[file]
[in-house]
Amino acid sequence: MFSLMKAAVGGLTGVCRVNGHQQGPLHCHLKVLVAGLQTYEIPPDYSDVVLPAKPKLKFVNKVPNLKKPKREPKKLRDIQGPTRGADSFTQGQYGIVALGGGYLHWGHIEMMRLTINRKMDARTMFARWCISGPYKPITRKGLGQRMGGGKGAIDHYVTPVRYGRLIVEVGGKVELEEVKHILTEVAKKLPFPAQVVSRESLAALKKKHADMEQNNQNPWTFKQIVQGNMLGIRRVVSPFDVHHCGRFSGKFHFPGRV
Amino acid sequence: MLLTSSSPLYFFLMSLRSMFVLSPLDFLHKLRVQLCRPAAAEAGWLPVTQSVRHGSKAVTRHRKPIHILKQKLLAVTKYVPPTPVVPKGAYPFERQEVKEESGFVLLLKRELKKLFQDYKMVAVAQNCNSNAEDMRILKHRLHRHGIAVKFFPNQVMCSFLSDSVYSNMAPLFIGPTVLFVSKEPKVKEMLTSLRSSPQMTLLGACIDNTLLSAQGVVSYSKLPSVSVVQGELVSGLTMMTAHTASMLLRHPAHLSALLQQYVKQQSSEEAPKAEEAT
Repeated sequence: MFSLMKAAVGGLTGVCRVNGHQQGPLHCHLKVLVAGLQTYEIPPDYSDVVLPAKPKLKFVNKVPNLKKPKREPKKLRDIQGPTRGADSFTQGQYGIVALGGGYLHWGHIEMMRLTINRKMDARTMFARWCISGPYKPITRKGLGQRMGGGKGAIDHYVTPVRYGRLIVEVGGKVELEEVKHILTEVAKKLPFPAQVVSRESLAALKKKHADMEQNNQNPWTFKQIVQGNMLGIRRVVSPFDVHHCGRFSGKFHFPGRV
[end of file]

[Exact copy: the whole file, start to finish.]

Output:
[in-house]
Amino acid sequence: MFSLMKAAVGGLTGVCRVNGHQQGPLHCHLKVLVAGLQTYEIPPDYSDVVLPAKPKLKFVNKVPNLKKPKREPKKLRDIQGPTRGADSFTQGQYGIVALGGGYLHWGHIEMMRLTINRKMDARTMFARWCISGPYKPITRKGLGQRMGGGKGAIDHYVTPVRYGRLIVEVGGKVELEEVKHILTEVAKKLPFPAQVVSRESLAALKKKHADMEQNNQNPWTFKQIVQGNMLGIRRVVSPFDVHHCGRFSGKFHFPGRV
Amino acid sequence: MLLTSSSPLYFFLMSLRSMFVLSPLDFLHKLRVQLCRPAAAEAGWLPVTQSVRHGSKAVTRHRKPIHILKQKLLAVTKYVPPTPVVPKGAYPFERQEVKEESGFVLLLKRELKKLFQDYKMVAVAQNCNSNAEDMRILKHRLHRHGIAVKFFPNQVMCSFLSDSVYSNMAPLFIGPTVLFVSKEPKVKEMLTSLRSSPQMTLLGACIDNTLLSAQGVVSYSKLPSVSVVQGELVSGLTMMTAHTASMLLRHPAHLSALLQQYVKQQSSEEAPKAEEAT
Repeated sequence: MFSLMKAAVGGLTGVCRVNGHQQGPLHCHLKVLVAGLQTYEIPPDYSDVVLPAKPKLKFVNKVPNLKKPKREPKKLRDIQGPTRGADSFTQGQYGIVALGGGYLHWGHIEMMRLTINRKMDARTMFARWCISGPYKPITRKGLGQRMGGGKGAIDHYVTPVRYGRLIVEVGGKVELEEVKHILTEVAKKLPFPAQVVSRESLAALKKKHADMEQNNQNPWTFKQIVQGNMLGIRRVVSPFDVHHCGRFSGKFHFPGRV